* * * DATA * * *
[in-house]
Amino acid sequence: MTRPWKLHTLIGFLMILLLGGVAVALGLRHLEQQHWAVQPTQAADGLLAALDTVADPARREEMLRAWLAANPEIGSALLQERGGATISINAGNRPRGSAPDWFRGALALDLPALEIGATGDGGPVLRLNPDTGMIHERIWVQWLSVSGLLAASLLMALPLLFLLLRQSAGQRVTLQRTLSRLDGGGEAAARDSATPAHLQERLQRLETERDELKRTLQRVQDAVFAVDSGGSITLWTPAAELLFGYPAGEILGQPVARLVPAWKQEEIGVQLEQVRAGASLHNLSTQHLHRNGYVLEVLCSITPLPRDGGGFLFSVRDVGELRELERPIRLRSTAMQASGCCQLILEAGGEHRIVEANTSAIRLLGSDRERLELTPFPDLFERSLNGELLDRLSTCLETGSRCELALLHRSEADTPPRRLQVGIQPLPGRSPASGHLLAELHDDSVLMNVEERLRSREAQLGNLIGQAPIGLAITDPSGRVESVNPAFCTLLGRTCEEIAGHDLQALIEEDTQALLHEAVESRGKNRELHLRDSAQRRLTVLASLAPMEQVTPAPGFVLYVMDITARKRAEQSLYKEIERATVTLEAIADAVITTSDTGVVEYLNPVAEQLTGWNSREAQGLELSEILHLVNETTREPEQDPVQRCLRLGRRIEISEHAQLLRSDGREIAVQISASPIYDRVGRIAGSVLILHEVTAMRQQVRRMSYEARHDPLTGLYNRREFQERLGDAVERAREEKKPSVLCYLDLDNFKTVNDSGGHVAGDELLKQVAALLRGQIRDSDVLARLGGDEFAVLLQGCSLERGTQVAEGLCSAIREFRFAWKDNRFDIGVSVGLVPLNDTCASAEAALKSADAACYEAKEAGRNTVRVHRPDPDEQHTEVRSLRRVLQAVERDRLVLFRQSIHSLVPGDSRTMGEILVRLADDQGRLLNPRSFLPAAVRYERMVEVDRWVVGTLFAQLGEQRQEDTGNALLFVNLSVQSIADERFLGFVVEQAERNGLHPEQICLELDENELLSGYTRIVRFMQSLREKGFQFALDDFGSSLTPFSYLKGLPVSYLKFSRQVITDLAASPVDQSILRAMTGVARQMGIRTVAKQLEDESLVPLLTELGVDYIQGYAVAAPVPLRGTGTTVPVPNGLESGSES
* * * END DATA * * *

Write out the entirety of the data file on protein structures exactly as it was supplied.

[in-house]
Amino acid sequence: MTRPWKLHTLIGFLMILLLGGVAVALGLRHLEQQHWAVQPTQAADGLLAALDTVADPARREEMLRAWLAANPEIGSALLQERGGATISINAGNRPRGSAPDWFRGALALDLPALEIGATGDGGPVLRLNPDTGMIHERIWVQWLSVSGLLAASLLMALPLLFLLLRQSAGQRVTLQRTLSRLDGGGEAAARDSATPAHLQERLQRLETERDELKRTLQRVQDAVFAVDSGGSITLWTPAAELLFGYPAGEILGQPVARLVPAWKQEEIGVQLEQVRAGASLHNLSTQHLHRNGYVLEVLCSITPLPRDGGGFLFSVRDVGELRELERPIRLRSTAMQASGCCQLILEAGGEHRIVEANTSAIRLLGSDRERLELTPFPDLFERSLNGELLDRLSTCLETGSRCELALLHRSEADTPPRRLQVGIQPLPGRSPASGHLLAELHDDSVLMNVEERLRSREAQLGNLIGQAPIGLAITDPSGRVESVNPAFCTLLGRTCEEIAGHDLQALIEEDTQALLHEAVESRGKNRELHLRDSAQRRLTVLASLAPMEQVTPAPGFVLYVMDITARKRAEQSLYKEIERATVTLEAIADAVITTSDTGVVEYLNPVAEQLTGWNSREAQGLELSEILHLVNETTREPEQDPVQRCLRLGRRIEISEHAQLLRSDGREIAVQISASPIYDRVGRIAGSVLILHEVTAMRQQVRRMSYEARHDPLTGLYNRREFQERLGDAVERAREEKKPSVLCYLDLDNFKTVNDSGGHVAGDELLKQVAALLRGQIRDSDVLARLGGDEFAVLLQGCSLERGTQVAEGLCSAIREFRFAWKDNRFDIGVSVGLVPLNDTCASAEAALKSADAACYEAKEAGRNTVRVHRPDPDEQHTEVRSLRRVLQAVERDRLVLFRQSIHSLVPGDSRTMGEILVRLADDQGRLLNPRSFLPAAVRYERMVEVDRWVVGTLFAQLGEQRQEDTGNALLFVNLSVQSIADERFLGFVVEQAERNGLHPEQICLELDENELLSGYTRIVRFMQSLREKGFQFALDDFGSSLTPFSYLKGLPVSYLKFSRQVITDLAASPVDQSILRAMTGVARQMGIRTVAKQLEDESLVPLLTELGVDYIQGYAVAAPVPLRGTGTTVPVPNGLESGSES